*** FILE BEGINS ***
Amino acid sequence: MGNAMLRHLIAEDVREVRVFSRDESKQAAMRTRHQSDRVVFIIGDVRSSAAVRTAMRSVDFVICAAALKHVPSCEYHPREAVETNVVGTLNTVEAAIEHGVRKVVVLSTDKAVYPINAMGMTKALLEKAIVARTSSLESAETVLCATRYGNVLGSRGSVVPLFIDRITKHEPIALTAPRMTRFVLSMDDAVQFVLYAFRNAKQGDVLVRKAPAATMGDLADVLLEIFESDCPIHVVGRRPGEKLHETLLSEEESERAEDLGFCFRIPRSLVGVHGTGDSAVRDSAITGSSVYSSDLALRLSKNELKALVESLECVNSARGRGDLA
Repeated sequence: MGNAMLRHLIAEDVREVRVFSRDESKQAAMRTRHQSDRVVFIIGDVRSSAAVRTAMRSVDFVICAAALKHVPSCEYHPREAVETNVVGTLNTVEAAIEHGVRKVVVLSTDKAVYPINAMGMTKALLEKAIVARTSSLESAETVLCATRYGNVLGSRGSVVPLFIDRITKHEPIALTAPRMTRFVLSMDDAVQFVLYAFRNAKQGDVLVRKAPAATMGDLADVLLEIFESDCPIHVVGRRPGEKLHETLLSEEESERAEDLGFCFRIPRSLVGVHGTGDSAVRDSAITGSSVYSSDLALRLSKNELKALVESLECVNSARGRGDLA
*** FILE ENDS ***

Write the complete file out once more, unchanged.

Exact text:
Amino acid sequence: MGNAMLRHLIAEDVREVRVFSRDESKQAAMRTRHQSDRVVFIIGDVRSSAAVRTAMRSVDFVICAAALKHVPSCEYHPREAVETNVVGTLNTVEAAIEHGVRKVVVLSTDKAVYPINAMGMTKALLEKAIVARTSSLESAETVLCATRYGNVLGSRGSVVPLFIDRITKHEPIALTAPRMTRFVLSMDDAVQFVLYAFRNAKQGDVLVRKAPAATMGDLADVLLEIFESDCPIHVVGRRPGEKLHETLLSEEESERAEDLGFCFRIPRSLVGVHGTGDSAVRDSAITGSSVYSSDLALRLSKNELKALVESLECVNSARGRGDLA
Repeated sequence: MGNAMLRHLIAEDVREVRVFSRDESKQAAMRTRHQSDRVVFIIGDVRSSAAVRTAMRSVDFVICAAALKHVPSCEYHPREAVETNVVGTLNTVEAAIEHGVRKVVVLSTDKAVYPINAMGMTKALLEKAIVARTSSLESAETVLCATRYGNVLGSRGSVVPLFIDRITKHEPIALTAPRMTRFVLSMDDAVQFVLYAFRNAKQGDVLVRKAPAATMGDLADVLLEIFESDCPIHVVGRRPGEKLHETLLSEEESERAEDLGFCFRIPRSLVGVHGTGDSAVRDSAITGSSVYSSDLALRLSKNELKALVESLECVNSARGRGDLA